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Rocketship or Jetpack?

I chose to study Computer Science in college because of the dot com boom. It was 1998, tech was the next big thing (comparable to crypto today, except more people understood and accepted it), and so I went to Carnegie Mellon to study it.

I wanted to get on a rocketship and my ticket (or so I thought) was a CS degree from a good university.

Then 2001, the bubble burst, and all rocketships and jetpacks were grounded.

So my first job out of college was at a large defense contractor. It was neither a rocket ship or a jet pack but a nice locomotive that would put a roof over my head and food on the table. It wasn’t until years later, basically by accident, I had built a little jetpack in my proverbial garage (blogging) and took off. Funny how the world works.

Stepping off a Rocketship. Strapping on a Jetpack. [The Jungle Gym] – “As it turns out, working for Guild was even better than I imagined. The company has strong product/market fit, fast growth, amazing leaders, and a business model that incentivizes doing good. While no employer is perfect, Guild has been as close to an ideal place to work as one can find. I couldn’t be prouder of everything our team has accomplished and the economic opportunity we’ve created for America’s frontline workers. This begs the obvious question– why am I leaving?”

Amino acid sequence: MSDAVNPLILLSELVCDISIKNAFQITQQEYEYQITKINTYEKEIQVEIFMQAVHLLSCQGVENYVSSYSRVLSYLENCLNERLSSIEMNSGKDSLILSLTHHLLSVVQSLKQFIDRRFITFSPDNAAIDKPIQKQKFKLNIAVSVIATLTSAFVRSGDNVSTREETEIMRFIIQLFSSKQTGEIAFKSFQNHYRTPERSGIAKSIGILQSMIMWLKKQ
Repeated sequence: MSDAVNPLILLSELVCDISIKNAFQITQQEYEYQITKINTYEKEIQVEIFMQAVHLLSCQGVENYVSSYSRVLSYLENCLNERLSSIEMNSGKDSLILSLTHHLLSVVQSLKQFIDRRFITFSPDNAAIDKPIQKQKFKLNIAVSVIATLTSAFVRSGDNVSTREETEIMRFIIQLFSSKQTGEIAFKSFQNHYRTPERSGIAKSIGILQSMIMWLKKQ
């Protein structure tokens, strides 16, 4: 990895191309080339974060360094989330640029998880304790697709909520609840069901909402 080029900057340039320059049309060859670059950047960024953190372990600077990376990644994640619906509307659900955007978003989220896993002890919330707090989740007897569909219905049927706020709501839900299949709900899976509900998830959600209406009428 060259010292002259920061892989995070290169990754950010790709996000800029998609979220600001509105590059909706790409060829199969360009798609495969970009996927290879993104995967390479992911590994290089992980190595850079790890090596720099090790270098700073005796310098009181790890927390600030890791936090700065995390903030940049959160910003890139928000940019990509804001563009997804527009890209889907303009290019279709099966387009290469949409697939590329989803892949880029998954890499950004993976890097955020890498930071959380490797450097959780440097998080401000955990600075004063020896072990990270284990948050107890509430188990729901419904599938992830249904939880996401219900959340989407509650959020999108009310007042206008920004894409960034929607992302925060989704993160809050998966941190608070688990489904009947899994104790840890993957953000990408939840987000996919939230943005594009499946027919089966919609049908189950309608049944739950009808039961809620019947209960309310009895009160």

From the Department of “Internal Competition Sounds Good!”… as it tore Sears apart:

Failing to Plan: How Ayn Rand Destroyed Sears [Verso] – “It is no small irony then, that one of Walmart’s main competitors, the venerable, 120-plus-year-old Sears, Roebuck & Company, destroyed itself by embracing the exact opposite of Walmart ’s galloping socialization of production and distribution: by instituting an internal market.” The internal workings of Sears were horrible!

50 First Levers (How to start building Leverage) [Eric Jorgenson] – “Leverage is everywhere. You felt it as a kid shooting peas across the room with a spoon. Or when you first used a calculator, and wondered why your teachers made you do long division by hand for 3 years. At some point it clicks — “oh shit, I just accomplished something surprisingly big for the effort it took!”” Some good ideas in this one, maybe will give you a few clever automations.